The rise of passive investing is upon us. Years of substandard performance from active fund managers promising to be experts able to beat the market consistently has led to a meaningful shift toward lower-cost investing. Continue reading Central Bank “Distortion” Is a Red Herring
A barrage of comments from FOMC members last week has bumped up market expectations of Federal Reserve rate hikes. However, it’s not clear that market players are adjusting their rate expectations correctly; the U.S. Treasury curve has steepened (Figure 1). Continue reading Are Market Players Mispricing Fedspeak?
Weak economic activity, central bank balance sheet risks, and misaligned investor incentives can be alleviated. My latest at the Huffington Post: http://www.huffingtonpost.com/european-horizons/draghi-other-central-bank_b_11968802.html
Financial transaction taxes have long been a topic of discussion in econ circles, the most famous of which is the so-called “Tobin tax” designed to help protect against undue currency speculation. Considerations of their potential utility have risen again since the financial crisis that brought down the world economy in 2008. Continue reading Is There a Place for a Financial Transaction Tax?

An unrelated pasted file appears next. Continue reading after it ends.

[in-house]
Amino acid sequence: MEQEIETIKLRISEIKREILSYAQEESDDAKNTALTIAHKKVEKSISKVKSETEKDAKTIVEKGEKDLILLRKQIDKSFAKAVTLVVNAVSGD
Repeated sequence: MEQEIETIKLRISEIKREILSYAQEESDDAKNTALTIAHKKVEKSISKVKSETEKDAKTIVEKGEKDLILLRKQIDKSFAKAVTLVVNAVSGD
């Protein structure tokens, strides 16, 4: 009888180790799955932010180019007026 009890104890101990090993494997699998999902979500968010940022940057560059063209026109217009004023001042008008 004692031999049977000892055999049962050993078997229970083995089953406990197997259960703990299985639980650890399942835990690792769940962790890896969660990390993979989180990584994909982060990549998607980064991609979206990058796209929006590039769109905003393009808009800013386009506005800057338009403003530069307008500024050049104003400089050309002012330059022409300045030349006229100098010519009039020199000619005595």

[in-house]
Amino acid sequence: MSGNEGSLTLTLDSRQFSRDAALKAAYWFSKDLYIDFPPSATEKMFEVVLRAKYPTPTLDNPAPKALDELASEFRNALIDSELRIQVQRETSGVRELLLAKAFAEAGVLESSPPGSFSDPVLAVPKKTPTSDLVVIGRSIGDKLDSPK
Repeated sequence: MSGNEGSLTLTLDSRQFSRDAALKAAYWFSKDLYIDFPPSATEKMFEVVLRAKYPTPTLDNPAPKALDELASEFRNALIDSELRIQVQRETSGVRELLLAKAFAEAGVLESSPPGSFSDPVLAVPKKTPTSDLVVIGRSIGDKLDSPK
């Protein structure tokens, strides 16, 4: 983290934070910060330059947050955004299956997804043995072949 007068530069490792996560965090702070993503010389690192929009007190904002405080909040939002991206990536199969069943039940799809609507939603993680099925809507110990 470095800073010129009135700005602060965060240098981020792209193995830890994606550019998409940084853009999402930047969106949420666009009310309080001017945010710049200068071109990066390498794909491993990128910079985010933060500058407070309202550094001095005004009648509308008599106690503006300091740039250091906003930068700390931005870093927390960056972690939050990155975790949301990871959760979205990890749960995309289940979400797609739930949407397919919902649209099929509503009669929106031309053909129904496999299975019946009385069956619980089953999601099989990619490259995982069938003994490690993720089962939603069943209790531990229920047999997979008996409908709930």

Today, we are very fortunate to have a guest post from Andrey Sazonov of the University of Iowa:
Recent developments in Russia suggest that the regime is experiencing major economic challenges. Low oil prices in combination with sanctions have led to serious budget deficit (4.3% of GDP in the first half of 2016) and pressured Kremlin to look for other sources of revenue. Continue reading Putin’s Chess Game on the Domestic Front: Making Russia Great Again
Perhaps a better question is, why are Bloomberg and others calling them “premiums” and fretting about this? The Bank of England’s new quantitative easing (QE) program to combat the negative economic consequences of Brexit means there is an extra $1.5 billion of sovereign bond demand a week. Continue reading Why Is the Bank of England Paying Premiums?
I recently re-came across this economic research memo from Taylor, Schularick, and Jordà from the San Francisco Federal Reserve from a year ago. The “tl;dr” summary is as follows: The Federal Reserve’s monetary policy should not share any of the blame for the housing boom and bust associated with the Great Recession. Continue reading Monetary Policymakers’ Colossal Non Sequitur